Bittle not running for House seat

December 31, 1997

Bittle not running for House seat


Staff Writer, Chambersburg

CHAMBERSBURG, Pa. - Family and professional commitments are keeping Timothy Bittle out of the running for the state House seat against current Rep. Jeffrey Coy, D-Franklin, in next year's election.

"I have come to the conclusion that there will be other opportunities to run for public office, but there is only one opportunity to be a father to a 6-year-old, a 2-year-old and a newborn," Bittle said in a prepared statement.

Bittle and his wife, Mary Jane, had their third child on Nov. 13.

There are also other professional opportunities on the horizon in which Bittle, executive director of the state House Labor Relations Committee, said he could use his experience in state government.


"Tim's a loyal Republican and he's worked very hard for the party. It's his decision," said Bart Stevens, chairman of the Franklin County Republican Committee.

The Chambersburg Republican ran close but unsuccessful campaigns against Coy during the last two elections.

"Tim's young, he has a young family ... I wouldn't look for him to fade away. I don't think we've seen the last of him," Stevens said.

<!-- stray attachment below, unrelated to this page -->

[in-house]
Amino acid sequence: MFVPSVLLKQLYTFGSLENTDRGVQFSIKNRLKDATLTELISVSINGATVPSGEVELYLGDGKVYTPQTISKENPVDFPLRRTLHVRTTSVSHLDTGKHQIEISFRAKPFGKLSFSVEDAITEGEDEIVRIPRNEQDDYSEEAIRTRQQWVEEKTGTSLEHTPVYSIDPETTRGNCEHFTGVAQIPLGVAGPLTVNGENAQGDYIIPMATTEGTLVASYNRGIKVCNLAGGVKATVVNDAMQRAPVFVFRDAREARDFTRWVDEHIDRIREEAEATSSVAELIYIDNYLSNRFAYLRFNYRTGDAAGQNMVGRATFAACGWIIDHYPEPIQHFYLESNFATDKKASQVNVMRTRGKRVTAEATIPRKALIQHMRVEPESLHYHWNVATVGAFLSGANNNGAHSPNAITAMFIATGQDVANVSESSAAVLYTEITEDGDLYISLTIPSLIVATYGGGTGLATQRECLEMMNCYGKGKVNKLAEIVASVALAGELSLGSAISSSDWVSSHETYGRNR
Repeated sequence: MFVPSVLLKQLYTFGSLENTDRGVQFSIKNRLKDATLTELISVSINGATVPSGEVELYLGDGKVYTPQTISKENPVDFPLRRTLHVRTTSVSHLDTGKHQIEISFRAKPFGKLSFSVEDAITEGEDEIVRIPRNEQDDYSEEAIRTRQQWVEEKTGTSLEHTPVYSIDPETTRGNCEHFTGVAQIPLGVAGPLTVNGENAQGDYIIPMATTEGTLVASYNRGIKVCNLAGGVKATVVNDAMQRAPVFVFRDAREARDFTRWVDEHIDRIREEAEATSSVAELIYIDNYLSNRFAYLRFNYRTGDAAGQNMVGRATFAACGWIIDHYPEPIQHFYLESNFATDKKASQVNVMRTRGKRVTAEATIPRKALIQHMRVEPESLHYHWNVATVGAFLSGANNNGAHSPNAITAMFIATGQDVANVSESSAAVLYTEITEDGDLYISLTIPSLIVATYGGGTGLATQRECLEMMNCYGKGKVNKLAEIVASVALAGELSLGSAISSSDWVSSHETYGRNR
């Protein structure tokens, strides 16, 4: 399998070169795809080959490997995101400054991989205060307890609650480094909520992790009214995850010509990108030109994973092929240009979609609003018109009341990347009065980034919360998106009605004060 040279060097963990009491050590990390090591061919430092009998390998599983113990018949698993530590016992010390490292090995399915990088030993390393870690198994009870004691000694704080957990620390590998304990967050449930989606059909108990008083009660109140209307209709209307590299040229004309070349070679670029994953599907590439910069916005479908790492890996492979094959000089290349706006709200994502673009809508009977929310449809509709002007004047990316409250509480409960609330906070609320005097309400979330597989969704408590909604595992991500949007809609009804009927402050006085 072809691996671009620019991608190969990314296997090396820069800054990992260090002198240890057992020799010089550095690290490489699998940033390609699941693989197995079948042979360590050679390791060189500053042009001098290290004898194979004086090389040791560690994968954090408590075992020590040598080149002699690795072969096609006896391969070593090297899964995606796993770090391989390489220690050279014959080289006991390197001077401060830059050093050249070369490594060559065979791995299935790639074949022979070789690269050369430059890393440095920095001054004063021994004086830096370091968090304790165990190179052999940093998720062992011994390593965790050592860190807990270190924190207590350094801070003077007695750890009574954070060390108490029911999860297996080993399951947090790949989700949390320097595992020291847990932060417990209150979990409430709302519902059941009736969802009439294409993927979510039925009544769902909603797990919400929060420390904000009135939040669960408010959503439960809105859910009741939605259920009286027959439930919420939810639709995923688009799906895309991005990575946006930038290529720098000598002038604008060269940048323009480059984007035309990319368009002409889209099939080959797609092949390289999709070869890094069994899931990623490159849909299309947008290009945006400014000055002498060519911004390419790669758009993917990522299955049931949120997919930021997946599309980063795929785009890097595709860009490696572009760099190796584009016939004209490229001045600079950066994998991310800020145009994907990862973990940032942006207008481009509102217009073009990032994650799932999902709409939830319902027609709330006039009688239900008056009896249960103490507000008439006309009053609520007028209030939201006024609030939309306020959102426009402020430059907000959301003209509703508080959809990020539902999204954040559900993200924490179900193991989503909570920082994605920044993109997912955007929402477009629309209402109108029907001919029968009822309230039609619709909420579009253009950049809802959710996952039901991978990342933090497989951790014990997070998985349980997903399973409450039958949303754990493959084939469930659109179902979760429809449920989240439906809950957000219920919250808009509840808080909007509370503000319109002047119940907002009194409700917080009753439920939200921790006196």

With Bittle out of the running, the race so far is between Coy and Franklin County Commissioner Robert Thomas, a Republican who announced his candidacy for the 89th District last month.

"First of all, I think it will allow the Republican party to become united early ... In order to be successful we must keep it together," Thomas said.

It won't be as expensive to run now since money won't have to be spent to win the primary election with one Republican candidate, he said.

Though the numbers look good and Thomas should do well in the race, Stevens said it's still too early to predict the outcome, since other Republican and Democrat candidates could come forward.

The county Republican Committee will not endorse a candidate until after the primary election, Stevens said.

It could be tough to beat Coy in the November 1998 general election since Democrats in Harrisburg, Pa., are focusing their efforts on regaining the House this year, Thomas said.

"It's obvious they're going to focus a lot of money in this campaign," he said.

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